Poor Ovarian Reserve and Infertility
Infertility can be caused due to many reasons. It could be due to hormonal imbalance leading to menstrual cycle disorders, lifestyle choices, obesity, endometriosis, tubal factors, uterine fibroids, polycystic ovarian syndrome, poor ovarian reserve, etc. Only when the diagnosis of infertility is done properly, appropriate treatment can be done. Let us get to know in detail about the causes and the treatment options for poor ovarian reserve.
What is Poor Ovarian Reserve?
Poor ovarian reserve is becoming an increasingly predominant reason for infertility in women. Approximately 10% of women going through infertility treatment have poor ovarian reserve though the numbers may be higher considering that many women don’t get tested for infertility. Ovarian reserve is the number of eggs a woman is born with. A woman’s chance of pregnancy is affected if diagnosed with poor ovarian reserve. A girl child is born with all the eggs that she would ever produce. But the number of eggs keeps declining as the girl grows. According to an NCBI study, usually healthy female possesses ~400,000 primordial follicles at the beginning of puberty, each of which contains an immature ovum. Of these, only 300 to 400 follicles reach maturity during the reproductive life span of an adult female. The rest of the follicles are lost due to apoptosis. When the woman hits 30, her fertility starts decreasing. The decline in fertility is much earlier in Asian women than in Caucasians. We are increasingly seeing young women also having a poor ovarian reserve. The quality and quantity of eggs get severely affected after the age of 35 and this could also result in eggs that have chromosomal abnormalities, reduced ability to give good blastocysts, increased risk of miscarriage, etc. Even if your ovarian reserve has declined, various treatment options are available that can help you in achieving motherhood. Do not lose hope!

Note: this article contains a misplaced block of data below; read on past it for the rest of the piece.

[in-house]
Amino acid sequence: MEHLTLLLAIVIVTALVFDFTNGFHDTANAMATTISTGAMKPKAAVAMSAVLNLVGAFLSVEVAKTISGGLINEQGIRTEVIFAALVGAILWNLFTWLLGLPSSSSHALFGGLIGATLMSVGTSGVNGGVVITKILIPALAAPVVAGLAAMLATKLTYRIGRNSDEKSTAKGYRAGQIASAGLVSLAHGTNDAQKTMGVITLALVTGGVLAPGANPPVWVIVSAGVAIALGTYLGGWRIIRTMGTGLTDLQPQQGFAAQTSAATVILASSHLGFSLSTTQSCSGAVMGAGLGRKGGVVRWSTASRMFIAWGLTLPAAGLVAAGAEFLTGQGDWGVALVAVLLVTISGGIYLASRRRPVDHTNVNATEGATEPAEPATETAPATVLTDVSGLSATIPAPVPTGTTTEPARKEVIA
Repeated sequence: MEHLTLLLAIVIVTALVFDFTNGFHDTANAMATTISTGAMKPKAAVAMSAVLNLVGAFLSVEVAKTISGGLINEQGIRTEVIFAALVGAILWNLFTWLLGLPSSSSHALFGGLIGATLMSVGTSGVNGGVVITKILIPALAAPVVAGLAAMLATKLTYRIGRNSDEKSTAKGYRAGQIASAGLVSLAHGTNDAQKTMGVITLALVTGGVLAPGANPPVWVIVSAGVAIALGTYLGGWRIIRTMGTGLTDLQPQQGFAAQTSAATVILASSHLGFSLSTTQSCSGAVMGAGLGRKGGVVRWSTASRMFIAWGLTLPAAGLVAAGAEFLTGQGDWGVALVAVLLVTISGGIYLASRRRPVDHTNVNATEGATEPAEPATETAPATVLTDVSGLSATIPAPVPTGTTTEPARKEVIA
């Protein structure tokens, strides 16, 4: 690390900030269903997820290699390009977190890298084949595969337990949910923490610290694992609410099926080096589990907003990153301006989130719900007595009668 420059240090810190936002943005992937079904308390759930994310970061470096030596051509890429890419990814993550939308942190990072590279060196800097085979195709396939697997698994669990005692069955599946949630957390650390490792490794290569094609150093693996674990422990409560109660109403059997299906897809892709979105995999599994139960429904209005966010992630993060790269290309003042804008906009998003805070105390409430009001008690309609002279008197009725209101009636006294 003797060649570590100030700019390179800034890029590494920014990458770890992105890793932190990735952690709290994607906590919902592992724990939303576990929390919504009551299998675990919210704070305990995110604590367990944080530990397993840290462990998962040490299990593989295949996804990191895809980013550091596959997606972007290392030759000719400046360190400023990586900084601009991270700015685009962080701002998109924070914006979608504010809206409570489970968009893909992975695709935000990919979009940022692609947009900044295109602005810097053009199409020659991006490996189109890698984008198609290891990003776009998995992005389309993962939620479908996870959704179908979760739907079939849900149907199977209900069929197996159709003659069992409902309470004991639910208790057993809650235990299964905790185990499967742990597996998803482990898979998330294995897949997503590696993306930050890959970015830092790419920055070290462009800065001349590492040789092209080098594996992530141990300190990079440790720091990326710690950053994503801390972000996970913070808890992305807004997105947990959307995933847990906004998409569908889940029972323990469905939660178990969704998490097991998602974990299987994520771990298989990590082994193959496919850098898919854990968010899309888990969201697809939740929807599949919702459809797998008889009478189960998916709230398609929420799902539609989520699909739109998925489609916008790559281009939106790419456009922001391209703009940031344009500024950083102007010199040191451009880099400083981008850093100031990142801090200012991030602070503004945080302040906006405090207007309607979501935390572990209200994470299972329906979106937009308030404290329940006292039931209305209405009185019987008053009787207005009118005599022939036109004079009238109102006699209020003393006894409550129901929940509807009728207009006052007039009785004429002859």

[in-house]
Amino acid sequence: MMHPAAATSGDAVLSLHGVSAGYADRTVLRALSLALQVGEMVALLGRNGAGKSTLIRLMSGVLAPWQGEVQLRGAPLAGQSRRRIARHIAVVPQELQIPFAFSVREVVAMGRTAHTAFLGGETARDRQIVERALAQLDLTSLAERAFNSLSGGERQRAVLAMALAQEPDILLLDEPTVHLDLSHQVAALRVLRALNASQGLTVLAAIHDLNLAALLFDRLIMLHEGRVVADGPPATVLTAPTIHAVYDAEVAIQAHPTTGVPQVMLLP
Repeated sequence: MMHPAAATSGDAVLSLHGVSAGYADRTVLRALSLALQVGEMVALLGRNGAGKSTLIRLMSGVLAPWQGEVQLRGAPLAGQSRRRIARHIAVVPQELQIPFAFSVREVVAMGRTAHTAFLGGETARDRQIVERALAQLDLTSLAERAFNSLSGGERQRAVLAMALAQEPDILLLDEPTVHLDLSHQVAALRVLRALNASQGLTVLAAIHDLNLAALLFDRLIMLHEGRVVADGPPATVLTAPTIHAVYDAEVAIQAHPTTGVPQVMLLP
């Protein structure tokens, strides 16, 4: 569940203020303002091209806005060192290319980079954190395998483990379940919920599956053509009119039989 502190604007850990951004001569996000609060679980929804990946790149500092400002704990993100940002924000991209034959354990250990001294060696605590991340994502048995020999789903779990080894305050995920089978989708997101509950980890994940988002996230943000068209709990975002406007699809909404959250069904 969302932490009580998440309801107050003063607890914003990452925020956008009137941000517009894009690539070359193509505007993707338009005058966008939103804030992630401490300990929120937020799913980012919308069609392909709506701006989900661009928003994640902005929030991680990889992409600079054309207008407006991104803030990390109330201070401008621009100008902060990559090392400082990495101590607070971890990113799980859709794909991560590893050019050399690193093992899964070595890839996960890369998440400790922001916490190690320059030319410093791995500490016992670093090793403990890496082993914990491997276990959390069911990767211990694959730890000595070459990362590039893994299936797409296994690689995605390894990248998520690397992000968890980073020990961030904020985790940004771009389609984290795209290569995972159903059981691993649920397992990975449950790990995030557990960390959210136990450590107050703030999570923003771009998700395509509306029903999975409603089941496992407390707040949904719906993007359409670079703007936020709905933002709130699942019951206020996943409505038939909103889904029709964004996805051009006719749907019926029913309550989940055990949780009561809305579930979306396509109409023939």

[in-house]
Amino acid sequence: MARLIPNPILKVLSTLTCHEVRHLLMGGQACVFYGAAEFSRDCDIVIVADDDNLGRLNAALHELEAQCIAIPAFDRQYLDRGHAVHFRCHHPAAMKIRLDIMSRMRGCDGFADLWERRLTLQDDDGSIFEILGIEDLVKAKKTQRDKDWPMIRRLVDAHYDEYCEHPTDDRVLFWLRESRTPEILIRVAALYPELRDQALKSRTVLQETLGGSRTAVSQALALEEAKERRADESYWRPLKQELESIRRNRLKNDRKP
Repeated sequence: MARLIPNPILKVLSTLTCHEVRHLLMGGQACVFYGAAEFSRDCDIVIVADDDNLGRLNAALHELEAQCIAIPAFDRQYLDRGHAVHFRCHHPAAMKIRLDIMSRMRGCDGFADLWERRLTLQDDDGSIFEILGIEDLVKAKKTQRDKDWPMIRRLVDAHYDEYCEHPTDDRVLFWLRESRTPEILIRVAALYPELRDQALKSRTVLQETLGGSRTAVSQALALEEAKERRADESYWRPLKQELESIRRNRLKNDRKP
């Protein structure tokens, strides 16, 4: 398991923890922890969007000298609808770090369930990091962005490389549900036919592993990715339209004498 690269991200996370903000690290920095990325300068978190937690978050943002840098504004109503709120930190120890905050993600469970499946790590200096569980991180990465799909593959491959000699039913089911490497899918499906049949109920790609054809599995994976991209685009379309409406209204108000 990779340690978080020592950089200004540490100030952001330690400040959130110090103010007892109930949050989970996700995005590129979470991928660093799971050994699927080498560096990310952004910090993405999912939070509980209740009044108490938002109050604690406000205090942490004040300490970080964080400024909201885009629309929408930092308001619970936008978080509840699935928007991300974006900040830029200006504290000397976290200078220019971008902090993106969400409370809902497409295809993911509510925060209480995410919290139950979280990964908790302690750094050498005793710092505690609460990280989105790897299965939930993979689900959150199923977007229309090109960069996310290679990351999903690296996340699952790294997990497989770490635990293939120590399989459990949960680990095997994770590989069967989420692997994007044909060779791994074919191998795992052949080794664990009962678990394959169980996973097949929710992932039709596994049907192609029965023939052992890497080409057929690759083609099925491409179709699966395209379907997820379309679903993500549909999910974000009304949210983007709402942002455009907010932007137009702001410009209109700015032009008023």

Causes of Poor Ovarian Reserve:
- Advanced maternal age
- Pelvic infection like tuberculosis, etc.
- Autoimmune disorders
- Chemotherapy & radiotherapy
- Mumps oophoritis
- Tubal disease
- Genetic abnormalities
- Previous ovarian surgery
- Environmental factors
Symptoms of Poor Ovarian Reserve:
- Shorter or prolonged menstrual cycles
- Abnormal menstrual bleeding
- Difficulty in conceiving
Diagnosis of Poor Ovarian Reserve:
Blood tests are done to check the levels of FSH (Follicle Stimulating Hormone), Estradiol (E2), and AMH (anti-Mullerian hormone). AMH is the best marker to identify poor ovarian reserve as these women have low AMH levels.
Antral follicle count (AFC):
This is a transvaginal ultrasound examination done on the 2/3 day of the menstrual cycle in which one can get to know the number and size of follicles in both ovaries. Women with poor ovarian reserve have less than 5 antral follicles.
Treatments for Poor Ovarian Reserve:
- Ovulation Induction therapy
- IVF with newer protocols for controlled ovarian stimulation like antagonist, short and dual stimulation protocols, using growth hormone, etc.
- Adjuvant therapy
- Fertility preservation
- Donor eggs followed by IVF
1. Preconceptional counseling and investigation in couples wishing to postpone pregnancy
2. Obesity can be a cause of poor ovarian response and hence lifestyle management is beneficial
3. Care should be taken to conserve the ovarian cortex and blood supply during pelvic surgery
4. Judicious Ovarian Drilling in cases of PCOS women can prevent iatrogenic poor ovarian failure
5. If women wish to postpone childbearing due to some reasons and if they are detected with poor ovarian reserve, they can opt for freezing their eggs/embryos which can be used for conceiving later
Women with a poor ovarian reserve can achieve motherhood with advanced fertility treatments. It is highly important to consult a fertility specialist if you have problems in conceiving.